For $26 Million Museum, Herzog & De Meuron Taps Seascape

Parrish Art Museum
The Parrish Art Museum, set within a newly planted meadow, takes on a barn-like form, with a corrugated metal roof topping cast-concrete walls. Photographer: James S. Russell/Bloomberg

The $26 million Parrish Art Museum takes the form of a long barn rooted in a meadow off Montauk Highway in Water Mill, 100 miles east of New York City.

It also takes inspiration from its setting: The endless plane of the sea, the mist-filtered sunlight and the low rumpled dunes of the Hamptons at the east end of Long Island. These have attracted generations of artists, including William Merritt Chase, Jackson Pollock and Chuck Close.

The 34,510-square-foot Parrish was designed by Basel, Switzerland-based Herzog & de Meuron. Senior partner Ascan Mergenthaler pairs two identical white shed roofs that sit on mottled concrete walls. Wrapped by a flat concrete plinth, the building appears to hover just above the mixed grasses and wildflowers that will ultimately grow thigh high.

Up close the Parrish is quietly monumental. Its great length -- 615 feet, or about two football fields -- and almost windowless solidity exude a powerful primordial calm. It makes the many dormers of the wannabe French Provincial winery next door look tortured.

A recess in one of the long walls signals the entry, where I found cabinetry crafted from recycled local pine.

The classically proportioned galleries rise high to the underside of the peaked sheds. A white-painted steel-tube skeleton frames the spaces, supporting wood rafters and an unfinished plywood ceiling.

Roof windows facing both north and south beautifully mix and balance the ever-changing daylight. Electric lighting should rarely be needed.

Visitors will be able to appreciate the works in the kind of light most artists prefer.

(Herzog & De Meuron also installed rows of fluorescent lights. They’re not as warm as conventional spotlighting, but they appear to be effective.)

Barns, Studios

The galleries, not surprisingly, put you in mind of barns and artist studios, which in the Hamptons are often one and the same. The long, rectangular layout accommodates a variety of gallery sizes, displaying both large and small works gracefully in the 7,500-square-foot suite for the permanent collection and the 4,500 square feet devoted to temporary exhibitions.

With a collecting and gift-giving class largely based in New York City, the museum, founded 1897, has struggled to expand since the 1990s.

More people now spend more time in the Hamptons, and director Terrie Sultan figured out how to tap its enormous wealth and collecting acumen to develop a museum far more ambitious than anyone would have thought possible a few years ago. She had to move the museum from its small, charming red-brick building in the village of Southampton to the current site, about a mile east.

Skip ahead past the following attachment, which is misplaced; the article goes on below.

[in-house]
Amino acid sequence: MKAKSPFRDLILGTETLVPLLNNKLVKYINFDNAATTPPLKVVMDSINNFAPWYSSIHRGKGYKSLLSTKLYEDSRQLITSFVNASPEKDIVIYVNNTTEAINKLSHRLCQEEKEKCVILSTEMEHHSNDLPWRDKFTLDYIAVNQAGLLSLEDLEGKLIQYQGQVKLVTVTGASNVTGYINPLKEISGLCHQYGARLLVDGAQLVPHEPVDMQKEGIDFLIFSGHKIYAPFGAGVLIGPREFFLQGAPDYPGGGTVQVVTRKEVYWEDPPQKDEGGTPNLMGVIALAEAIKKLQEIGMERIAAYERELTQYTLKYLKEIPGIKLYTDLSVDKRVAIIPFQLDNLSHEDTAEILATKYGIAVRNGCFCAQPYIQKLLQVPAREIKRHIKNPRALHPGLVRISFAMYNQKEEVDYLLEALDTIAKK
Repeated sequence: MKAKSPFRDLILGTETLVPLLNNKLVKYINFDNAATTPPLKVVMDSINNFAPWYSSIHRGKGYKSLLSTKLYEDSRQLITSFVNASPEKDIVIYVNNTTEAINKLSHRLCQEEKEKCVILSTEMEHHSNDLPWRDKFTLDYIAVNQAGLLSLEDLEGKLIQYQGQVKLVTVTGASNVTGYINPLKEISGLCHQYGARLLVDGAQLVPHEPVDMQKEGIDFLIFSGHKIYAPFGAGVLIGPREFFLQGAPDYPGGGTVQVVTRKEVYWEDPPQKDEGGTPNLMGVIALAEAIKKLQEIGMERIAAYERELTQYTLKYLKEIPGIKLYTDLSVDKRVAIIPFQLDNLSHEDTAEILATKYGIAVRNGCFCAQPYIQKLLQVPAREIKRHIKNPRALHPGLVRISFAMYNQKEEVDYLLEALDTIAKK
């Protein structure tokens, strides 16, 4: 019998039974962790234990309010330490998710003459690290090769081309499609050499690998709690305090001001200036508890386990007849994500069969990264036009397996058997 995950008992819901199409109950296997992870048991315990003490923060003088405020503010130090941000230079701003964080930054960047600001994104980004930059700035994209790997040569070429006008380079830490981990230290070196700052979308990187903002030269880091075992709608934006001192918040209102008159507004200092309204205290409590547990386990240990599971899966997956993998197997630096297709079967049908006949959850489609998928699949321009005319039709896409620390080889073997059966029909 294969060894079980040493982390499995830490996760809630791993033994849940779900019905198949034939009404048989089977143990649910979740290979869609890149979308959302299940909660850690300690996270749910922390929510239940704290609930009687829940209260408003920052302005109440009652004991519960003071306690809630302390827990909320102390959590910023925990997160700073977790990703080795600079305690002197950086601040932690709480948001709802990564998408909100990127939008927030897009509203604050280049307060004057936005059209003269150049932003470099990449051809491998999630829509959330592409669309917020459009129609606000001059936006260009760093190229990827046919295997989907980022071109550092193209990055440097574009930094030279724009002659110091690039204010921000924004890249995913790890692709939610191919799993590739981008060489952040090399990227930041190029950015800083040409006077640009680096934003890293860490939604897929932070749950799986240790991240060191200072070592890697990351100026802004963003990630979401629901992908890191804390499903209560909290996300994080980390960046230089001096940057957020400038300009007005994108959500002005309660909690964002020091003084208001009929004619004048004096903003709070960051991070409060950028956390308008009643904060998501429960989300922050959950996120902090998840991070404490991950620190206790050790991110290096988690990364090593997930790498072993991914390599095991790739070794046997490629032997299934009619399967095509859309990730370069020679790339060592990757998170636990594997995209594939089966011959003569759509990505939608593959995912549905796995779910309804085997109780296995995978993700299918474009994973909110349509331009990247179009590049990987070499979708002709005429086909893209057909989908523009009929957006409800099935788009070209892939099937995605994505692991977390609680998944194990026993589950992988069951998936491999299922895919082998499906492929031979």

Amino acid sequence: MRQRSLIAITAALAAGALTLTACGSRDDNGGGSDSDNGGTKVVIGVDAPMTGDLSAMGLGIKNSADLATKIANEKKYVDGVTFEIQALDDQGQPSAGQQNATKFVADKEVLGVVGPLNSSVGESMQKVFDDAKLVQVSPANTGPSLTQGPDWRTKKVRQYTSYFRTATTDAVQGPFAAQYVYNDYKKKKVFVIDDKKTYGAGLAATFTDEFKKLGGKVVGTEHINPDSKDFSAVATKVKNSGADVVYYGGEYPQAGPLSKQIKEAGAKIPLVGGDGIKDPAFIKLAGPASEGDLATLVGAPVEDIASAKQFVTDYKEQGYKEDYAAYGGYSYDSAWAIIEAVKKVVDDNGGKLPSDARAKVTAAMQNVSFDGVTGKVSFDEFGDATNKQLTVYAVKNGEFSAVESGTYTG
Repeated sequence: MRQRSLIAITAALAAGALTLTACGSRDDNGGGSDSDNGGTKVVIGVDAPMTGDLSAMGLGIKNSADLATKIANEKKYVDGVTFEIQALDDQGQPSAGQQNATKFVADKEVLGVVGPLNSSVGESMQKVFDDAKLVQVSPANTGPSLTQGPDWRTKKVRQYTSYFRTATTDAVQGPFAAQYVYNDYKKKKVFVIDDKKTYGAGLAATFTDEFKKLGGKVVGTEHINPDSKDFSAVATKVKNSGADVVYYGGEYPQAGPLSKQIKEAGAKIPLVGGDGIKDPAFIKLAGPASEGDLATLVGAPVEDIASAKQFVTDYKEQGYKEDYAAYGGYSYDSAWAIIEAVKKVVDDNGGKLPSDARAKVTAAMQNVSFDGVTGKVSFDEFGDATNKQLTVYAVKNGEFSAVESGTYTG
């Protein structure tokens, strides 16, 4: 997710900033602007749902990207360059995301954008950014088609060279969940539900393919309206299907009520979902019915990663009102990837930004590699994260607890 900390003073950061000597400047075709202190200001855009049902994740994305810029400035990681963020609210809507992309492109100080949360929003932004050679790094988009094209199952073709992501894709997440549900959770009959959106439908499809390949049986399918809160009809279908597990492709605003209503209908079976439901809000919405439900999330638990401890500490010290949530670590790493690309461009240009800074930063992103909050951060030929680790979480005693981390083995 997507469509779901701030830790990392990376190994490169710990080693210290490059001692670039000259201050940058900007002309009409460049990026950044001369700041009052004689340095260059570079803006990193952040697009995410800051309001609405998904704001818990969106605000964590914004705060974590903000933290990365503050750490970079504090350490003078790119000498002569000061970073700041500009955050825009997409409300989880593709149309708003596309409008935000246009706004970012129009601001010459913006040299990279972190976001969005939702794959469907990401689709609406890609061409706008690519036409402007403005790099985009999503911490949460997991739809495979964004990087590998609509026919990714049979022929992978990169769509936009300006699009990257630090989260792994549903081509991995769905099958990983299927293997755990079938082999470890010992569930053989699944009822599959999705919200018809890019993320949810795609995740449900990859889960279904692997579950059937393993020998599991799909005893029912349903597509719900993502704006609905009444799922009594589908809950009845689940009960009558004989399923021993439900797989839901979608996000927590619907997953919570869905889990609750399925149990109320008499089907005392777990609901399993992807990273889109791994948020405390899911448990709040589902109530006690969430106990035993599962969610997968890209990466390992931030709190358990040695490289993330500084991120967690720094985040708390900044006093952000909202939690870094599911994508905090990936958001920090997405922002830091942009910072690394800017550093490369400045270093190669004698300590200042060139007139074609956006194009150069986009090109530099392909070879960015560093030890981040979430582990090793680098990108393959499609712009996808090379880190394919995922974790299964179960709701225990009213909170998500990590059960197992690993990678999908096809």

‘Bird’s Nest’

Her choice of Herzog & de Meuron was risky because the firm’s work has become expensively acrobatic. It devised the steel-tubed intricacy of the “bird’s nest” Olympic stadium in Beijing. A shiny tentlike structure for a concert hall in Hamburg has been beset with cost overruns and delays.

Mergenthaler had first proposed a tiny village of wooden exhibition structures, evoking artists’ studios. But constructing such an intricate composition became prohibitively costly.

In the final plan, Mergenthaler went in the opposite direction, stripping the design to its essence. He has achieved a kind of unself-conscious beauty found in the local landscape.

In that way, the new Parrish evokes the Hamptons before the mist-wreathed flat fields were carved into privet-hedged plots surrounding exactingly curated clapboard concoctions.

Ricola Roots

Mergenthaler’s strategy also returned Herzog & de Meuron to its roots. The firm came to fame with storage buildings for the Swiss herb-drop maker Ricola that evoked centuries-old agricultural structures.

I rushed a visit (the museum opens Nov. 10) to see it in the yellow sunlight and deep green foliage of summer, when most people will visit. (Winter will transform the experience since the light then is an ethereal Nordic white and the landscape a stolid brown.)

Out on the 6,000-square-foot porch at the building’s western end, the white-metal framing extends the monumental Greek temple allusion in the light of the low setting sun.

(James S. Russell writes on architecture for Muse, the arts and culture section of Bloomberg News. He is the author of “The Agile City.” The opinions expressed are his own.)

Muse highlights include Elin McCoy on wine, Susan Antilla on books.

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